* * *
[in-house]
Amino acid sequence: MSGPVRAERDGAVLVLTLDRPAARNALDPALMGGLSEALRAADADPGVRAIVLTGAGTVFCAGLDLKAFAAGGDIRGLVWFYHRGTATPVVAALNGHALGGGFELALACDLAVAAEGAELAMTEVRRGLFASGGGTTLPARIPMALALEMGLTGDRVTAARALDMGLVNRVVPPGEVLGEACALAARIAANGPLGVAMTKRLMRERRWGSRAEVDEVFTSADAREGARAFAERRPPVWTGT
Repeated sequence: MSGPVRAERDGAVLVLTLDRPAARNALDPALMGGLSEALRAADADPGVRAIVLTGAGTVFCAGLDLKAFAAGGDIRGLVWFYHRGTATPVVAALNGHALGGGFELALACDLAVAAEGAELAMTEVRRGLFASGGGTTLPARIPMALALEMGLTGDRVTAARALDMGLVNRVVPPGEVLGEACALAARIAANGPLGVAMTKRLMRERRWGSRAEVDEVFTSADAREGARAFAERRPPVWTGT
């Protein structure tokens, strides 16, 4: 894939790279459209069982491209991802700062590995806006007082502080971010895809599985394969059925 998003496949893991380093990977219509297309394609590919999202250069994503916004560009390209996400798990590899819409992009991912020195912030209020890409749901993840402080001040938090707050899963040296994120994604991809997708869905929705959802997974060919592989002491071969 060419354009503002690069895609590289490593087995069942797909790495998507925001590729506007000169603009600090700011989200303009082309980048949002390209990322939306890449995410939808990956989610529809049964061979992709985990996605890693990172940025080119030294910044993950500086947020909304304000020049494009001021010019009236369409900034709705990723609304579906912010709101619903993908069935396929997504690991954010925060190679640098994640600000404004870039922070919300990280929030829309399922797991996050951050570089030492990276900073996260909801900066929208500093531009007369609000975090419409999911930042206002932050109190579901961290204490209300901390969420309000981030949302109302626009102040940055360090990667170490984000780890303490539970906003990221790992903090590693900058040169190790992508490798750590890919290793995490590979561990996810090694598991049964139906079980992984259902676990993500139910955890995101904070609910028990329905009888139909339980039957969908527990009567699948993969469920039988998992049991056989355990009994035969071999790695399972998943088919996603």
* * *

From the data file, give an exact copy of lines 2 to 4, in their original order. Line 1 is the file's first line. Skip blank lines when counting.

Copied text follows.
Amino acid sequence: MSGPVRAERDGAVLVLTLDRPAARNALDPALMGGLSEALRAADADPGVRAIVLTGAGTVFCAGLDLKAFAAGGDIRGLVWFYHRGTATPVVAALNGHALGGGFELALACDLAVAAEGAELAMTEVRRGLFASGGGTTLPARIPMALALEMGLTGDRVTAARALDMGLVNRVVPPGEVLGEACALAARIAANGPLGVAMTKRLMRERRWGSRAEVDEVFTSADAREGARAFAERRPPVWTGT
Repeated sequence: MSGPVRAERDGAVLVLTLDRPAARNALDPALMGGLSEALRAADADPGVRAIVLTGAGTVFCAGLDLKAFAAGGDIRGLVWFYHRGTATPVVAALNGHALGGGFELALACDLAVAAEGAELAMTEVRRGLFASGGGTTLPARIPMALALEMGLTGDRVTAARALDMGLVNRVVPPGEVLGEACALAARIAANGPLGVAMTKRLMRERRWGSRAEVDEVFTSADAREGARAFAERRPPVWTGT
């Protein structure tokens, strides 16, 4: 894939790279459209069982491209991802700062590995806006007082502080971010895809599985394969059925 998003496949893991380093990977219509297309394609590919999202250069994503916004560009390209996400798990590899819409992009991912020195912030209020890409749901993840402080001040938090707050899963040296994120994604991809997708869905929705959802997974060919592989002491071969 060419354009503002690069895609590289490593087995069942797909790495998507925001590729506007000169603009600090700011989200303009082309980048949002390209990322939306890449995410939808990956989610529809049964061979992709985990996605890693990172940025080119030294910044993950500086947020909304304000020049494009001021010019009236369409900034709705990723609304579906912010709101619903993908069935396929997504690991954010925060190679640098994640600000404004870039922070919300990280929030829309399922797991996050951050570089030492990276900073996260909801900066929208500093531009007369609000975090419409999911930042206002932050109190579901961290204490209300901390969420309000981030949302109302626009102040940055360090990667170490984000780890303490539970906003990221790992903090590693900058040169190790992508490798750590890919290793995490590979561990996810090694598991049964139906079980992984259902676990993500139910955890995101904070609910028990329905009888139909339980039957969908527990009567699948993969469920039988998992049991056989355990009994035969071999790695399972998943088919996603």